pi* = -r = -(b+g)
This can be achieved under NGDP targeting without discretion! Here's how.
Suppose that the central bank targets a nominal GDP growth rate of -b, that is, an NGDP path that declines at the rate of time preference. Recall again, under NGDP targeting, NGDP growth = g + pi. Since the central bank is targeting an NGDP growth rate of -b, if we rearrange to solve for inflation, we get that
pi = NGDP growth - g = -b - g
That's the optimal inflation rate implied by the Friedman rule shown above. This result holds even if the long-run rate of productivity growth (g) changes.
Thus, we have shown that if the central bank targets an NGDP path that declines at the rate of time preference, then in the long run the Friedman rule will be achieved.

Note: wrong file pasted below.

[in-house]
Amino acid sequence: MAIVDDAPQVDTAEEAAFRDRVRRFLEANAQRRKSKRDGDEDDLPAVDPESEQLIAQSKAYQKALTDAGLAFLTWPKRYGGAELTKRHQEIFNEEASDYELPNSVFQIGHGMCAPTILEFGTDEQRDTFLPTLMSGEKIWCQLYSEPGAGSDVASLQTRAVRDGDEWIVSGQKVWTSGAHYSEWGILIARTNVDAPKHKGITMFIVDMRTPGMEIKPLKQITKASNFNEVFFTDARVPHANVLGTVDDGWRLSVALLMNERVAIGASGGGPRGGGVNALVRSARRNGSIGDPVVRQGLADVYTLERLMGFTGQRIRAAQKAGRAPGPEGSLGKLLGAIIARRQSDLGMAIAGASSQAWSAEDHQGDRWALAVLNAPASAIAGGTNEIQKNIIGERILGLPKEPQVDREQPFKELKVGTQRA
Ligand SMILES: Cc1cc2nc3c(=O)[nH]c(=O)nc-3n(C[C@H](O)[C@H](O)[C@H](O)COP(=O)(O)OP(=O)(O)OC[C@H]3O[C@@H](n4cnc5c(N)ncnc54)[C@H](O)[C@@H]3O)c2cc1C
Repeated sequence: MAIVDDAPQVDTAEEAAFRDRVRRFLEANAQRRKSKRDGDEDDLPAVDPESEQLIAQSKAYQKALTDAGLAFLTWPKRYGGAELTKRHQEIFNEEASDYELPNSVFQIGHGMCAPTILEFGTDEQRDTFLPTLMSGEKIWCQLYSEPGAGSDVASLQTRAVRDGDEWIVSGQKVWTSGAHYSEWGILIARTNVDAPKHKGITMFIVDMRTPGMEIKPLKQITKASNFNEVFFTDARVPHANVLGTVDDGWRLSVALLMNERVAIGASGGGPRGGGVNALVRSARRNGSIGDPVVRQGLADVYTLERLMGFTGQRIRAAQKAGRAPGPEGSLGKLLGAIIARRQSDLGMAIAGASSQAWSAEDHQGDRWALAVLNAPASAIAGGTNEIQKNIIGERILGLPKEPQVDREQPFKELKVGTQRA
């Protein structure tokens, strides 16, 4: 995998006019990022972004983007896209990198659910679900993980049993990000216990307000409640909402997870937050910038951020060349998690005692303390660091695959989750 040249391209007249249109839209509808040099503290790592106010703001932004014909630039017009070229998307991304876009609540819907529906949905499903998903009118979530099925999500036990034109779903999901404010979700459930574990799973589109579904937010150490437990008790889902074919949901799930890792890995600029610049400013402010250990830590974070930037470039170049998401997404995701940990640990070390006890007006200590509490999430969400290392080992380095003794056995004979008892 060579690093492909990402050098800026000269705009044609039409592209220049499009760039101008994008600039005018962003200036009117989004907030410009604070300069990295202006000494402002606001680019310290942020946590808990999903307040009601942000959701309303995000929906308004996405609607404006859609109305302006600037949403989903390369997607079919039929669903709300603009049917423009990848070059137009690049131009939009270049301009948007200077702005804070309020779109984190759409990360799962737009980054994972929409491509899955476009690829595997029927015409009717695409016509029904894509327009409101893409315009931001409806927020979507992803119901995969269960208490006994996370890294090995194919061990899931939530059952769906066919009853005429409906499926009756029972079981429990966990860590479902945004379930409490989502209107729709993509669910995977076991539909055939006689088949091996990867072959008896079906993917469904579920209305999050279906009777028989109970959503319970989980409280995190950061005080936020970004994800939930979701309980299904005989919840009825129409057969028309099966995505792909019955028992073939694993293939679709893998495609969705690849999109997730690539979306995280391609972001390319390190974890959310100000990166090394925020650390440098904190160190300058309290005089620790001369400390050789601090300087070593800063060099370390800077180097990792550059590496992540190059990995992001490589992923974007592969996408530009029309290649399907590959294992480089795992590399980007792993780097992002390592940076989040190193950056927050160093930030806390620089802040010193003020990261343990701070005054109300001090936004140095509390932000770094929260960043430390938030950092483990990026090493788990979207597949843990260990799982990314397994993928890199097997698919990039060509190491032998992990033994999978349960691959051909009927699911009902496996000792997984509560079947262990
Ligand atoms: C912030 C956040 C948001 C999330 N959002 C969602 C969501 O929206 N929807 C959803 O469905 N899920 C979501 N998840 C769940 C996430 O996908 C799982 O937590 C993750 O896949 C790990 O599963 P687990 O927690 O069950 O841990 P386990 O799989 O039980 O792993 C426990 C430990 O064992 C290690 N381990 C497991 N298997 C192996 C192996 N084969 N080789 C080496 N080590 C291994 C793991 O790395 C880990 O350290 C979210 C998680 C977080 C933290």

To summarize, under such a regime, the economy would get the short-run benefits of flexible inflation for which NGDP targeting is rightfully acclaimed; while still achieving the optimal long-run inflation rate.
This is a novel point in support of NGDP targeting, albeit a very specific version of NGDP targeting: an NGDP target of negative the rate of time preference.
V. Summing up
There's still the tricky problem that economists can't even agree on whether the Friedman rule or no-inflation is superior.
So, to sum up once more:
To close this out, I'll note that an alternative middle ground exists… an NGDP target of 0%. This would see a long-run inflation rate of -g: not as low as -g-b as prescribed by the Friedman rule; but not as high as 0% as prescribed by no-inflationistas.
Such a policy is also known as a "productivity norm," (since long-run inflation is negative of productivity growth), advocated prominently by George Selgin (1997).
[1] I ignore ZLB considerations, which typically imply a higher optimal inflation rate, since many advocates of NGDP targeting do not see the ZLB as a true policy constraint (myself included).